Eagles set pace early for fourth title

DETROIT -- Mike Eaves and the Wisconsin hockey team have a slogan that applies to every game and every opponent. They call it TWIG.

It stands for Take What Is Given.

"It's about us doing what we would like to do and that's get the puck and put pressure on the defense," Eaves said before the Frozen Four championship game. "If we put that type of pressure and create turnovers and play with it, we will be able to take what's given."

Boston College clearly didn't get the message because the Badgers are still waiting for an opportunity, any opportunity, to present itself.

BC flipped the script and used TWIG to its advantage and skated past, around and through the Badgers all night long en route to a 5-0 win for the 2010 NCAA hockey championship in front of a world indoor record hockey crowd of 37,592 at Ford Field on Saturday night.

And in the process the Eagles (29-10-3) took home their fourth national championship and second in the past three seasons.

"To win two national championships for the juniors and seniors has never been done in Boston College history," BC coach Jerry York said. "We've had seven of them that have repeated and I think it will be interesting if they feel this one is a better year.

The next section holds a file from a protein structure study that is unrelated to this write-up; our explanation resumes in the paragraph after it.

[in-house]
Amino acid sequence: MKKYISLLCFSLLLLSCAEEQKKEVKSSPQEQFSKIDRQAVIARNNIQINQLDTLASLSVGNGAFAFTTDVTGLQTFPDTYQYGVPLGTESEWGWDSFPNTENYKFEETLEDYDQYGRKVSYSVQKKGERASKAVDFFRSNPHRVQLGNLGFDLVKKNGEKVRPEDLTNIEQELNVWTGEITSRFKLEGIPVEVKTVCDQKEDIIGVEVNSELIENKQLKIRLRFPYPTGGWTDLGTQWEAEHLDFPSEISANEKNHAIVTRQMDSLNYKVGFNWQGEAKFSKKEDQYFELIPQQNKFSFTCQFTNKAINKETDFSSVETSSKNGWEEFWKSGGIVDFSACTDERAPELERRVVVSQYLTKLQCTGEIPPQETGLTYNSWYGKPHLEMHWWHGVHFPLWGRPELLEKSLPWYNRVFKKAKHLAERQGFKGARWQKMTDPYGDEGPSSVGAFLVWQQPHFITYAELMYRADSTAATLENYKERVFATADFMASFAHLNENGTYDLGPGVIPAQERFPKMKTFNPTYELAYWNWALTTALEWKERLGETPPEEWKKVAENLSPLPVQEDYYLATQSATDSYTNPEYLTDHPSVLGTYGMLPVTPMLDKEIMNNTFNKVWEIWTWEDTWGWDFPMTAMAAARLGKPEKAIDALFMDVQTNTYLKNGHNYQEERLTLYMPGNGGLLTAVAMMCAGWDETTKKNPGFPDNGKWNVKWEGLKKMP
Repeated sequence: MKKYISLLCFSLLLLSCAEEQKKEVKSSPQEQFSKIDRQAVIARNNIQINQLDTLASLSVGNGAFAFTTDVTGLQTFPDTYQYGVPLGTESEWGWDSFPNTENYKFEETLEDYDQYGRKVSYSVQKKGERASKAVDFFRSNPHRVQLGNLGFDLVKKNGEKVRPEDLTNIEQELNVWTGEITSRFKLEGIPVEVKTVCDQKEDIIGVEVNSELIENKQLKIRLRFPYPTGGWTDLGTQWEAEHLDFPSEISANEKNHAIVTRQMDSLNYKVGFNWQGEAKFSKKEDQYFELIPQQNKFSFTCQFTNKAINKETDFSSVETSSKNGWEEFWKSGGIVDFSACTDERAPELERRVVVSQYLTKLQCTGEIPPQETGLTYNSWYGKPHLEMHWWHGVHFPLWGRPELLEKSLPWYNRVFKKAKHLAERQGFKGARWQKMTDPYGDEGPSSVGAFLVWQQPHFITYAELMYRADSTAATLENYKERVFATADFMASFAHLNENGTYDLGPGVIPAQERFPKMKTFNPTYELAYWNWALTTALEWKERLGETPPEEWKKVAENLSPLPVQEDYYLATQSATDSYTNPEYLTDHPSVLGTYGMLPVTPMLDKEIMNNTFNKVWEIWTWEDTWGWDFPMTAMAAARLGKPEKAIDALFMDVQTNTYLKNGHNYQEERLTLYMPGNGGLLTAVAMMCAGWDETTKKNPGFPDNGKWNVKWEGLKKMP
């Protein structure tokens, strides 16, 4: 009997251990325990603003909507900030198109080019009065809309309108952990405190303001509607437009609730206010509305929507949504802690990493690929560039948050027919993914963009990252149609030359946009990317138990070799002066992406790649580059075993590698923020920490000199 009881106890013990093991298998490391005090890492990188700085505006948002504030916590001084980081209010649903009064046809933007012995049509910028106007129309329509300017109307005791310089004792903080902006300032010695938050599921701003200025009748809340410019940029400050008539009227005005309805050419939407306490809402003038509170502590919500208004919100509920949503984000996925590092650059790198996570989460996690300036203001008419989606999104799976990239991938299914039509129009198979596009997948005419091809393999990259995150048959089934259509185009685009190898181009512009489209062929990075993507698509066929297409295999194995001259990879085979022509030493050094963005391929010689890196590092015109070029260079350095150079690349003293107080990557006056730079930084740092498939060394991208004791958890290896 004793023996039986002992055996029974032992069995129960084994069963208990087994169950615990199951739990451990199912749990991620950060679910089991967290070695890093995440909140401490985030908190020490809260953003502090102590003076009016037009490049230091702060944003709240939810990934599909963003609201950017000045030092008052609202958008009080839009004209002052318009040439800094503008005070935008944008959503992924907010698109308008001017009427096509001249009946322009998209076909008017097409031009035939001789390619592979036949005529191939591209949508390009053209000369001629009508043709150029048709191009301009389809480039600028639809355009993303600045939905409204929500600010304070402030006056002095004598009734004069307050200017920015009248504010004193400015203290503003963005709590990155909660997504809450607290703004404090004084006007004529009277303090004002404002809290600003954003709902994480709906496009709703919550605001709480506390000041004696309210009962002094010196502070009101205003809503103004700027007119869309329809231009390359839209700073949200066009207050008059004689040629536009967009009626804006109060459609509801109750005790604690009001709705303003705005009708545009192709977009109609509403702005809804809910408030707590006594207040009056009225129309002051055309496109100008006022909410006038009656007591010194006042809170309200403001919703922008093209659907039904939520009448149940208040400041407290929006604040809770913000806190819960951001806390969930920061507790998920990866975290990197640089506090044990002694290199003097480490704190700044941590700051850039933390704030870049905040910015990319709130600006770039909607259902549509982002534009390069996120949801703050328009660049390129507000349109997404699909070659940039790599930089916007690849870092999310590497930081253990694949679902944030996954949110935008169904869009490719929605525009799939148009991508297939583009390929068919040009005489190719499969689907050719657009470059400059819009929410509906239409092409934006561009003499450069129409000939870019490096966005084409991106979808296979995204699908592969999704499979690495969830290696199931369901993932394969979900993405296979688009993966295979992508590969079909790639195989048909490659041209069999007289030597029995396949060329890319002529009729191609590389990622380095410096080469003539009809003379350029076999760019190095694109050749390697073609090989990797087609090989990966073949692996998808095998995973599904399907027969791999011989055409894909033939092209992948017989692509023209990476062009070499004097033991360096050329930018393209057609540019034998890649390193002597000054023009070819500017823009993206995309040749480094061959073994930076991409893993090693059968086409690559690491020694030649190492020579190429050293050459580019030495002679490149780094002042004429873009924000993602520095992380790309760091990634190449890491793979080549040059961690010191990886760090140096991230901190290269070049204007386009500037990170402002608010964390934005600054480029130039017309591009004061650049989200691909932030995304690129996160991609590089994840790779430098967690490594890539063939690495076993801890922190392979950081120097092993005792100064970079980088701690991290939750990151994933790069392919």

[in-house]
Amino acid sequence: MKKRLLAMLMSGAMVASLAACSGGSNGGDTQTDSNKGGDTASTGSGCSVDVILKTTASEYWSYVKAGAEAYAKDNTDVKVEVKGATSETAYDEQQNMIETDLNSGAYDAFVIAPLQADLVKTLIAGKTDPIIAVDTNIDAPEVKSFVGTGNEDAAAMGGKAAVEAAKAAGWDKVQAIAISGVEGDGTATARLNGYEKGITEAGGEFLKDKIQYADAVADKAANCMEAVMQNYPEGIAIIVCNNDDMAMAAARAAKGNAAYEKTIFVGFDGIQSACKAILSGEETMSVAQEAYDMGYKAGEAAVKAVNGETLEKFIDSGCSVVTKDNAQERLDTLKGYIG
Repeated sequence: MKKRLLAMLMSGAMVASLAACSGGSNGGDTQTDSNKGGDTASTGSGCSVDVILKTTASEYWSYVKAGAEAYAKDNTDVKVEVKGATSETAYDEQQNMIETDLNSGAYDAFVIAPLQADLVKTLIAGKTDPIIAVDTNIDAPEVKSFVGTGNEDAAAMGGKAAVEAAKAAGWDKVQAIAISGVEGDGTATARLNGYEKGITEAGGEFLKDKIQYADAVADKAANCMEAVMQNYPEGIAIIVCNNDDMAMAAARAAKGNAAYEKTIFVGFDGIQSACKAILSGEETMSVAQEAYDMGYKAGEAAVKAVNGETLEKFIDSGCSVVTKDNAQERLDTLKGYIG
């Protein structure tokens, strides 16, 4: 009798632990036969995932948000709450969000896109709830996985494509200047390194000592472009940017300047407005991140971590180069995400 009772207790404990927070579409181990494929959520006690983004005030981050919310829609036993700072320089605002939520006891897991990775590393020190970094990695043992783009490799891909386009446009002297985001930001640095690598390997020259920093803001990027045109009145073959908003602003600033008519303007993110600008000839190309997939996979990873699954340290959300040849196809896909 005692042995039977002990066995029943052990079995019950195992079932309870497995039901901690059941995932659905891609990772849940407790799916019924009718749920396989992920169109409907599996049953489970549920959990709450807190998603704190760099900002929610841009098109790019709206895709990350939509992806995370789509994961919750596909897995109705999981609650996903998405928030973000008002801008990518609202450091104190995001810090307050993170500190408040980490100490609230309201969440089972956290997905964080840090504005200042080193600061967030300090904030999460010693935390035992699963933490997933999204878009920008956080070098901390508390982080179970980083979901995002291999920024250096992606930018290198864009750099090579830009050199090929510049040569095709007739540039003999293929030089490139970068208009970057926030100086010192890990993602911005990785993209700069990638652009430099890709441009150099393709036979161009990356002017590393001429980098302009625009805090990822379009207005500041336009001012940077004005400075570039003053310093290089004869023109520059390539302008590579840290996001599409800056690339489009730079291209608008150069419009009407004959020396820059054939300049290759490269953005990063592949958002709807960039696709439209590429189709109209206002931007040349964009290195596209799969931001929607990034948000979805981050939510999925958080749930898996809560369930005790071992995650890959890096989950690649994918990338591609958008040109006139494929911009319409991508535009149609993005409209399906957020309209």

"I think the next one is always the best one."

York's message before the Frozen Four final was simple. "We feel very good about playing Wisconsin on Saturday night, that's for sure," he said after Thursday's 7-1 semifinal win over No. 1 overall seed Miami (Ohio).

The BC coach wasn't being cocky, he was simply confident about how his team's style of play would match up against Wisconsin and how the Eagles were playing on the final weekend of this college hockey season.

And you don't win a record 33 NCAA tournament games and a current NCAA-best 850 overall games without knowing a good matchup when you see one.

Going into the game, the matchup looked like two statistically equal teams with Wisconsin having the edge in size and strength and BC being the speedier of the two clubs.